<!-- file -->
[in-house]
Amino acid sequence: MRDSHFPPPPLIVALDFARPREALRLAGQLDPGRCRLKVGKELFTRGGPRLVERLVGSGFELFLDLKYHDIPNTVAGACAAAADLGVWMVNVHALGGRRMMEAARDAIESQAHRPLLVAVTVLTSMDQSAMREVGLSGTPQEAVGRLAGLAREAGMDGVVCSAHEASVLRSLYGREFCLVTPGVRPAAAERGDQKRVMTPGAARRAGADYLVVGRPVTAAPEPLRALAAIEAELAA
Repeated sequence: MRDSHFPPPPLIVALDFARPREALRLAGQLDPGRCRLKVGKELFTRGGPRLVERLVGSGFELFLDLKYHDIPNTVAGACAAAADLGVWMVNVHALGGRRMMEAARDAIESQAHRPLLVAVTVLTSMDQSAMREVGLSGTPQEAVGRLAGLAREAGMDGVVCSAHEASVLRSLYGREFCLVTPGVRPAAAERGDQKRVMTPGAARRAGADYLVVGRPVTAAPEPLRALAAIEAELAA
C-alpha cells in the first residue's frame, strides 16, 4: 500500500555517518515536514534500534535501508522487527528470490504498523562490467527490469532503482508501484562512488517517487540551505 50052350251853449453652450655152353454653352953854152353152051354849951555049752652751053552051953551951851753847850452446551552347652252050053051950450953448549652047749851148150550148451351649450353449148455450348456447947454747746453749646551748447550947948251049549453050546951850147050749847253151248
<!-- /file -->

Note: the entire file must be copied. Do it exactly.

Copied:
[in-house]
Amino acid sequence: MRDSHFPPPPLIVALDFARPREALRLAGQLDPGRCRLKVGKELFTRGGPRLVERLVGSGFELFLDLKYHDIPNTVAGACAAAADLGVWMVNVHALGGRRMMEAARDAIESQAHRPLLVAVTVLTSMDQSAMREVGLSGTPQEAVGRLAGLAREAGMDGVVCSAHEASVLRSLYGREFCLVTPGVRPAAAERGDQKRVMTPGAARRAGADYLVVGRPVTAAPEPLRALAAIEAELAA
Repeated sequence: MRDSHFPPPPLIVALDFARPREALRLAGQLDPGRCRLKVGKELFTRGGPRLVERLVGSGFELFLDLKYHDIPNTVAGACAAAADLGVWMVNVHALGGRRMMEAARDAIESQAHRPLLVAVTVLTSMDQSAMREVGLSGTPQEAVGRLAGLAREAGMDGVVCSAHEASVLRSLYGREFCLVTPGVRPAAAERGDQKRVMTPGAARRAGADYLVVGRPVTAAPEPLRALAAIEAELAA
C-alpha cells in the first residue's frame, strides 16, 4: 500500500555517518515536514534500534535501508522487527528470490504498523562490467527490469532503482508501484562512488517517487540551505 50052350251853449453652450655152353454653352953854152353152051354849951555049752652751053552051953551951851753847850452446551552347652252050053051950450953448549652047749851148150550148451351649450353449148455450348456447947454747746453749646551748447550947948251049549453050546951850147050749847253151248